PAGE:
Tuesday, May 24, 2005

School voucher bill fails in raucous debate

Posted on Tue, May. 24, 2005

By R.A. Dyer
Star-Telegram Austin Bureau

AUSTIN - A measure that would have allowed parents to obtain taxpayer-supported vouchers to send their children to private schools was shot down late Monday night by a bitterly divided Texas House of Representatives.

The voucher measure, part of a bill to reauthorize the Texas Education Agency, survived several challenges by House opponents who said it would harm public schools.

Each challenge failed by just two or three votes, and on one vote, House Speaker Tom Craddick, R-Midland, cast a tie-breaker.

But state Rep. Charlie Geren, R-Fort Worth, tacked on an amendment that effectively gutted the voucher provisions. Craddick then upheld a technical objection to the bill, killing it outright.

State Rep. Kent Grusendorf, the Arlington Republican who sponsored the voucher bill, said it would have given parents more choices in their children's education. But he appeared to concede defeat after Craddick upheld the technical objection.

"We debated a very important issue tonight. I want to thank you," he told members.

The debate was among the most contentious so far in the House this session, with members shouting over one another, clapping, chanting and whistling.

At one point, state Rep. Senfronia Thompson, D-Houston, ran across the House floor and grabbed the microphone from Grusendorf.

Vouchers also divided the Republicans and split the Tarrant County delegation.

During an exchange over Geren's amendment to gut Grusendorf's bill, Grusendorf bellowed, "Are you going to let me answer? Are you going to let me answer?"

During another exchange, Geren said to state Rep. Jim Jackson, R- Carrollton, "Are you going to ask me a question, or are you going to pontificate?"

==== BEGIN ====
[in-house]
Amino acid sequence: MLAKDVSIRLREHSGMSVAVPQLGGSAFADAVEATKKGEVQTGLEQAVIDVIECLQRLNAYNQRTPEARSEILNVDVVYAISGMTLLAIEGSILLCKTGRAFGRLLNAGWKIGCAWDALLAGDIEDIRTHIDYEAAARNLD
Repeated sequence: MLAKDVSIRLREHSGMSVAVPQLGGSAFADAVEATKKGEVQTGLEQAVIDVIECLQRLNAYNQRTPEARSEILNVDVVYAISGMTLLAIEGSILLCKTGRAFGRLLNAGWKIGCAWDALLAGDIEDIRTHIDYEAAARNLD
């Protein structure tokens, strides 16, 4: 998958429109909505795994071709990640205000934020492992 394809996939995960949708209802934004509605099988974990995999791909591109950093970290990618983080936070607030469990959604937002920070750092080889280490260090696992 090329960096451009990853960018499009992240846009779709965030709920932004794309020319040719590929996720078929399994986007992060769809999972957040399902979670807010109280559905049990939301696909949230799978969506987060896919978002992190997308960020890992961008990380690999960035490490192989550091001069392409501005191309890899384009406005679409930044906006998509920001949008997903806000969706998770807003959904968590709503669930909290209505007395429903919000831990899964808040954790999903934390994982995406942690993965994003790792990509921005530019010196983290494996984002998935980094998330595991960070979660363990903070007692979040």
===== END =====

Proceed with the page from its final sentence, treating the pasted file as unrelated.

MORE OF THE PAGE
Chances are slim that the voucher provision might return before the legislative session ends Monday. Key Senate lawmakers also oppose the measure.

State Rep. Jim Dunnam, D-Waco, raised the technical objection that spelled doom for vouchers. He noted that an official description of the bill did not comply with changes made in a House committee.

Geren's successful amendment, which gutted the bill, stated that the "school choice" provisions would apply only to parents who want to move students from one public school to another but would bar the use of taxpayer-supported vouchers to send children to private schools.

That provision was adopted 74-70.

Area lawmakers who supported Geren were Reps. Lon Burnam, D-Fort Worth; Toby Goodman, R-Arlington; Bob Griggs, R-North Richland Hills; and Marc Veasey, D-Fort Worth.

Lawmakers who supported Grusendorf in opposing Geren's amendment were Reps. Phil King, R-Weatherford; Anna Mowery, R-Fort Worth; Todd Smith, R-Euless; Vicki Truitt, R-Keller; and Bill Zedler, R-Arlington.

Geren also successfully attached an amendment to the legislation that took his home school district, Fort Worth, out of the bill and replaced it with Grusendorf's home district in Arlington. That amendment also removed the Dallas district from the bill, and replaced it with the district of another key voucher supporter, Rep. Linda Harper-Brown of Irving.

As originally written, the measure would have allowed up to 5 percent of students in the state's largest districts, including Fort Worth, to get vouchers. It applied mostly to children at risk of failing and to low-income students, although opponents said that incoming students at any income level could get vouchers.

The legislation also would have allowed up to 5 percent of students in the Edgewood, North Forest and South San Antonio school districts to get vouchers.

That could amount to more than 550,000 children, according to an analysis provided by opponents of the legislation. But supporters said there are only 19,000 places in private schools.
© 2005 Star-Telegram and wire service sources. All Rights Reserved.

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